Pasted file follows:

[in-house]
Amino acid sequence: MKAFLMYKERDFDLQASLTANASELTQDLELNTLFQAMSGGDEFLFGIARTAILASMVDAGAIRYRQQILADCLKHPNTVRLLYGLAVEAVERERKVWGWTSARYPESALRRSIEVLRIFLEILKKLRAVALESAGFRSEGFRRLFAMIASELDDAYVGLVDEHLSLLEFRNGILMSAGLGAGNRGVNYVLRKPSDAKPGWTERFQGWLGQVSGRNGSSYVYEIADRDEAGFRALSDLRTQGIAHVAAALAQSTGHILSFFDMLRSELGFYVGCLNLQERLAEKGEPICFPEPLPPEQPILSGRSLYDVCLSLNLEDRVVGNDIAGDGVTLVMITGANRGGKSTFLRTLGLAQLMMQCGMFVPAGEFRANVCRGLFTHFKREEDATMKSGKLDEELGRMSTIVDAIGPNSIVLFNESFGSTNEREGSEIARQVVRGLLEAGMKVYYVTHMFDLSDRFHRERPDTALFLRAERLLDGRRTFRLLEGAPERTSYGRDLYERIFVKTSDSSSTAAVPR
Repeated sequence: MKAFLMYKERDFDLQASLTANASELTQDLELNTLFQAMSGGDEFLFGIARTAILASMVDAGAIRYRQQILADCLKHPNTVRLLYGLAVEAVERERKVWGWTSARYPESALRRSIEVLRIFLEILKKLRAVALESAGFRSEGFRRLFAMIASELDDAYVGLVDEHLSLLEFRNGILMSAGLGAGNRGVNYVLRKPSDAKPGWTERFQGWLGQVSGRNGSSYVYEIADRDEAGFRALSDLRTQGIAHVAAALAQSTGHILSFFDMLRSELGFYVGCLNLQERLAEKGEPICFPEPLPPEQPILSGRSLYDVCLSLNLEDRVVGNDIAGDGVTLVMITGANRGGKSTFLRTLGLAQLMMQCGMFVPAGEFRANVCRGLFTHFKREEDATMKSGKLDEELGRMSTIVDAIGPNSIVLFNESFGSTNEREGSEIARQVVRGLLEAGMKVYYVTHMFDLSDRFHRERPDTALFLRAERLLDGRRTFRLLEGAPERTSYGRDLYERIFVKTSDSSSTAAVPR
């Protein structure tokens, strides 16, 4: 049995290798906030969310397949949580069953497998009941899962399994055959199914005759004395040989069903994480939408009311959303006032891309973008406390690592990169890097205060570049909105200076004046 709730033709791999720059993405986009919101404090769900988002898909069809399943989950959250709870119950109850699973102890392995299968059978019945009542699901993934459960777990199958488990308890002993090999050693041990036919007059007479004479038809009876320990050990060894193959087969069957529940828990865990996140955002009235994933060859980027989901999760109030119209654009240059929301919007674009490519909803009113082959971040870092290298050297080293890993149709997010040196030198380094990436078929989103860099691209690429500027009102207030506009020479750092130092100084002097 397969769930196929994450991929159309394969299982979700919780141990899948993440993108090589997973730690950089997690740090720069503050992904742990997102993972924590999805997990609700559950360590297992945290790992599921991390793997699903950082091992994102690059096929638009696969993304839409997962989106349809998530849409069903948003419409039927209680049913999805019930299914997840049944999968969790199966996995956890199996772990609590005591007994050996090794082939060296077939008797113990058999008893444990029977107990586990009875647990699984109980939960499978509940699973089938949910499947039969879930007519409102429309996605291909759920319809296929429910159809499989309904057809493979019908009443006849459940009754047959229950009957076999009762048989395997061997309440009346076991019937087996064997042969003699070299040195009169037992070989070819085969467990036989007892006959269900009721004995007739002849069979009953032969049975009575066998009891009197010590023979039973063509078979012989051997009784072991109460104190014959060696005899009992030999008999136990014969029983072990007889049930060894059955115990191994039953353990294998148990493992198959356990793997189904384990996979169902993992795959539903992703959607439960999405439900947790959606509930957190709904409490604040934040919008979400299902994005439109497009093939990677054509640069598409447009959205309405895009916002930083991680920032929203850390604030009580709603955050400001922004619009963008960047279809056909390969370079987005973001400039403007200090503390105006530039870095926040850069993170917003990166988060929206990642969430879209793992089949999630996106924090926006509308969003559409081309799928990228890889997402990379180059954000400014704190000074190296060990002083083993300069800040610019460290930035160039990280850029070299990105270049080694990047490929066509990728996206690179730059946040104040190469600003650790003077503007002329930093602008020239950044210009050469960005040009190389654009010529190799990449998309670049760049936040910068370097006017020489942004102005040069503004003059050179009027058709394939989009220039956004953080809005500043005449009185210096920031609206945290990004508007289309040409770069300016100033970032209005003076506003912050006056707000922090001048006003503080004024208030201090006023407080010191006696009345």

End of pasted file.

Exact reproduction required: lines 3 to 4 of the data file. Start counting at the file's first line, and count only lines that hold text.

Repeated sequence: MKAFLMYKERDFDLQASLTANASELTQDLELNTLFQAMSGGDEFLFGIARTAILASMVDAGAIRYRQQILADCLKHPNTVRLLYGLAVEAVERERKVWGWTSARYPESALRRSIEVLRIFLEILKKLRAVALESAGFRSEGFRRLFAMIASELDDAYVGLVDEHLSLLEFRNGILMSAGLGAGNRGVNYVLRKPSDAKPGWTERFQGWLGQVSGRNGSSYVYEIADRDEAGFRALSDLRTQGIAHVAAALAQSTGHILSFFDMLRSELGFYVGCLNLQERLAEKGEPICFPEPLPPEQPILSGRSLYDVCLSLNLEDRVVGNDIAGDGVTLVMITGANRGGKSTFLRTLGLAQLMMQCGMFVPAGEFRANVCRGLFTHFKREEDATMKSGKLDEELGRMSTIVDAIGPNSIVLFNESFGSTNEREGSEIARQVVRGLLEAGMKVYYVTHMFDLSDRFHRERPDTALFLRAERLLDGRRTFRLLEGAPERTSYGRDLYERIFVKTSDSSSTAAVPR
């Protein structure tokens, strides 16, 4: 049995290798906030969310397949949580069953497998009941899962399994055959199914005759004395040989069903994480939408009311959303006032891309973008406390690592990169890097205060570049909105200076004046 709730033709791999720059993405986009919101404090769900988002898909069809399943989950959250709870119950109850699973102890392995299968059978019945009542699901993934459960777990199958488990308890002993090999050693041990036919007059007479004479038809009876320990050990060894193959087969069957529940828990865990996140955002009235994933060859980027989901999760109030119209654009240059929301919007674009490519909803009113082959971040870092290298050297080293890993149709997010040196030198380094990436078929989103860099691209690429500027009102207030506009020479750092130092100084002097 397969769930196929994450991929159309394969299982979700919780141990899948993440993108090589997973730690950089997690740090720069503050992904742990997102993972924590999805997990609700559950360590297992945290790992599921991390793997699903950082091992994102690059096929638009696969993304839409997962989106349809998530849409069903948003419409039927209680049913999805019930299914997840049944999968969790199966996995956890199996772990609590005591007994050996090794082939060296077939008797113990058999008893444990029977107990586990009875647990699984109980939960499978509940699973089938949910499947039969879930007519409102429309996605291909759920319809296929429910159809499989309904057809493979019908009443006849459940009754047959229950009957076999009762048989395997061997309440009346076991019937087996064997042969003699070299040195009169037992070989070819085969467990036989007892006959269900009721004995007739002849069979009953032969049975009575066998009891009197010590023979039973063509078979012989051997009784072991109460104190014959060696005899009992030999008999136990014969029983072990007889049930060894059955115990191994039953353990294998148990493992198959356990793997189904384990996979169902993992795959539903992703959607439960999405439900947790959606509930957190709904409490604040934040919008979400299902994005439109497009093939990677054509640069598409447009959205309405895009916002930083991680920032929203850390604030009580709603955050400001922004619009963008960047279809056909390969370079987005973001400039403007200090503390105006530039870095926040850069993170917003990166988060929206990642969430879209793992089949999630996106924090926006509308969003559409081309799928990228890889997402990379180059954000400014704190000074190296060990002083083993300069800040610019460290930035160039990280850029070299990105270049080694990047490929066509990728996206690179730059946040104040190469600003650790003077503007002329930093602008020239950044210009050469960005040009190389654009010529190799990449998309670049760049936040910068370097006017020489942004102005040069503004003059050179009027058709394939989009220039956004953080809005500043005449009185210096920031609206945290990004508007289309040409770069300016100033970032209005003076506003912050006056707000922090001048006003503080004024208030201090006023407080010191006696009345």